I can't help feeling that most people have rather missed the point in the recent controversy about Rowan Williams and Sharia. Damian Thompson isn't one of these; in his typically acerbic style he has compared the Archbishop with Prince Charles, especially in the light of the latter's desire to be a defender 'of faith' rather than 'of the faith'.
Now, let's establish that I am not one of those who follow the tabloid line about the ArchImam of Canterbury. That's plainly nonsense and in some cases amounts to malicious misrepresentation. But there must have been some purpose behind what he said, and, entertaining though it may be to think it, I don't think that he is trying to deflect attention from the bigger issues at the up-and-coming Lambeth Conference.
Though I would identify myself as being rather a traditional Catholic, I have always had an abiding affection for the old C of E: I have never been a member of it, so my affection can come without cost or pain: evensong in a dark cathedral, the choirs, the dignified presence on state occasions, and many other things.
As my Anglican friends will know, however, there is one thing that gets right up my nose, and that is the Anglican claim to pastoral responsibility for all people living within their territory, irrespective of whether they belong to any other faith. When I was a curate (ah me! I was a pale young curate then!), the local vicar went as far as to describe my boss and me as his 'delegates for the Romans in Xville'.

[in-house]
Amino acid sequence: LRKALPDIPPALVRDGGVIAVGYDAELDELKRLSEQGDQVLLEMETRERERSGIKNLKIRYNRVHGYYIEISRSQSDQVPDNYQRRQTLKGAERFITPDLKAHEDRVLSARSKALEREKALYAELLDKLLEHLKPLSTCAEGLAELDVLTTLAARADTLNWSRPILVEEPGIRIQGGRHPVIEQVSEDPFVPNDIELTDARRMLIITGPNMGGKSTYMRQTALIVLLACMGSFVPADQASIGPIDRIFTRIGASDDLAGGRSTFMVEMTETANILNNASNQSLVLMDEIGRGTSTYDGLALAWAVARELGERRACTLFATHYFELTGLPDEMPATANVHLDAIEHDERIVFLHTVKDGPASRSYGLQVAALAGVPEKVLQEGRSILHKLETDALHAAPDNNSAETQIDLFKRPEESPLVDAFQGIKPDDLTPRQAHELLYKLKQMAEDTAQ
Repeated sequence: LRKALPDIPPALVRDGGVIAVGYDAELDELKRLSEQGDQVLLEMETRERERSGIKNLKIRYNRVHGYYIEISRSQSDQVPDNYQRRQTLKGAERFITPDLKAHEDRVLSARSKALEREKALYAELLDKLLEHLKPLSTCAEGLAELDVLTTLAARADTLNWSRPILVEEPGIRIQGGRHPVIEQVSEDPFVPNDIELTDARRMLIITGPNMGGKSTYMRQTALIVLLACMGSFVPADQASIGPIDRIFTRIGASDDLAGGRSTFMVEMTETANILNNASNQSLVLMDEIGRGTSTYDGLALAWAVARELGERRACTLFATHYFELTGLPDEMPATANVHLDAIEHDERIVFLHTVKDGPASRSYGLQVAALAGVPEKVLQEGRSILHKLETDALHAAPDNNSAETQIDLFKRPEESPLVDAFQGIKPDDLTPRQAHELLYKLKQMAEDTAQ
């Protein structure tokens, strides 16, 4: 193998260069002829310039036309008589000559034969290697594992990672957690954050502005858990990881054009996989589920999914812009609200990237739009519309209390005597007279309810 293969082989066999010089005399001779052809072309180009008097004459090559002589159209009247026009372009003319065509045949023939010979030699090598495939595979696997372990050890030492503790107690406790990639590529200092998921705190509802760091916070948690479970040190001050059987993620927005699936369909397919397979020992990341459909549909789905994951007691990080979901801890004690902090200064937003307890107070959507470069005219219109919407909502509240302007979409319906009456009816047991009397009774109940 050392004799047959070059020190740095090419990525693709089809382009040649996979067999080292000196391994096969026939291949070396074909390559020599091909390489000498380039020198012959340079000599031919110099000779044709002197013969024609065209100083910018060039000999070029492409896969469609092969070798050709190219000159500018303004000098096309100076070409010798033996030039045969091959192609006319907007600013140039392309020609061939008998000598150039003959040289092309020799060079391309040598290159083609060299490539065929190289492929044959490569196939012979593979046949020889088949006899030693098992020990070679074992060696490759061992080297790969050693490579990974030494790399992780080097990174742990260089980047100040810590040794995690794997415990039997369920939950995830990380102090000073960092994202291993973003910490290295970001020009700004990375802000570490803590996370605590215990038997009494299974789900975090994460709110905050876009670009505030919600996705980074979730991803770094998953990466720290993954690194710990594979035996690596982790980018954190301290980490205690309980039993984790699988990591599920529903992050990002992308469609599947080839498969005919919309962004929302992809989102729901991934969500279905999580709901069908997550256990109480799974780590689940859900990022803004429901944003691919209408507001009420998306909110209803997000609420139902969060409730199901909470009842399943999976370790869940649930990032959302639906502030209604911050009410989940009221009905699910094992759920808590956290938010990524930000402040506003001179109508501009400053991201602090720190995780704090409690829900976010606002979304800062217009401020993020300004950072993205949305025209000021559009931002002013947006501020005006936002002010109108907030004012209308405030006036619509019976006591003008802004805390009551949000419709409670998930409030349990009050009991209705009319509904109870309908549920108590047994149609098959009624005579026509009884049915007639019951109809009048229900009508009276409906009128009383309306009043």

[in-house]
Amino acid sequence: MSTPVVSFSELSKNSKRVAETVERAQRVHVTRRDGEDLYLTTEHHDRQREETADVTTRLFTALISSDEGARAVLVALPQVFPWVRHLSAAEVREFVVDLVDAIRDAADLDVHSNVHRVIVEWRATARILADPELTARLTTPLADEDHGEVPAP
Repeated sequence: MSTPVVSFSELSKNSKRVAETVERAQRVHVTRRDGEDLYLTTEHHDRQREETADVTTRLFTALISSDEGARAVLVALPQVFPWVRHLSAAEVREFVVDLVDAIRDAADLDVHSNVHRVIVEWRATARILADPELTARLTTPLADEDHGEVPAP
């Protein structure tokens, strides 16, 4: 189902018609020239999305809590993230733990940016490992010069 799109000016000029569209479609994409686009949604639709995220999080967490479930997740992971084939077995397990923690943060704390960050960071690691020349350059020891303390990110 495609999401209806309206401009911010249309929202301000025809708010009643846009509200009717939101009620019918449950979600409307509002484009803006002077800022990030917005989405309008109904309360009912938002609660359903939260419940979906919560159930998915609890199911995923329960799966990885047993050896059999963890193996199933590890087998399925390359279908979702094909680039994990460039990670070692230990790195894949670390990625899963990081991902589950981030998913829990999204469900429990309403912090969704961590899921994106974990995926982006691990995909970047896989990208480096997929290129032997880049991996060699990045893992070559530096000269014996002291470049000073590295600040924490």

With Damian, I think that the Sharia comments of the Archbishop were aimed along these lines. Since he thinks of himself as the spiritual leader of the whole country and all people here, of whatever faith, he feels that British Moslems, too, are put by the Establishment (and therefore God?) into his tender care, and therefore he should do his best for them, as for any other members of his flock.
There are times when I think that as Catholics we continue to live in something of a ghetto, for many good historical reasons; we tend to restrict our work to our own people a bit too much. But I think that the Archbishop, and the same principle down the line into the parishes, goes too far in the other direction.
I really do not see that 'Establishment' confers, by law, on all Anglican clergy the right of entry to all peoples homes. This point of view was advanced to me by a vicaress of my acquaintance. I do not see that it confers a sort of universal pastorate on the C of E clergy, which comes across as at best patronising and at worst infuriating.
Finally, I wonder whether the Moslem clergy find this intervention on the matter of Sharia touching or irritating.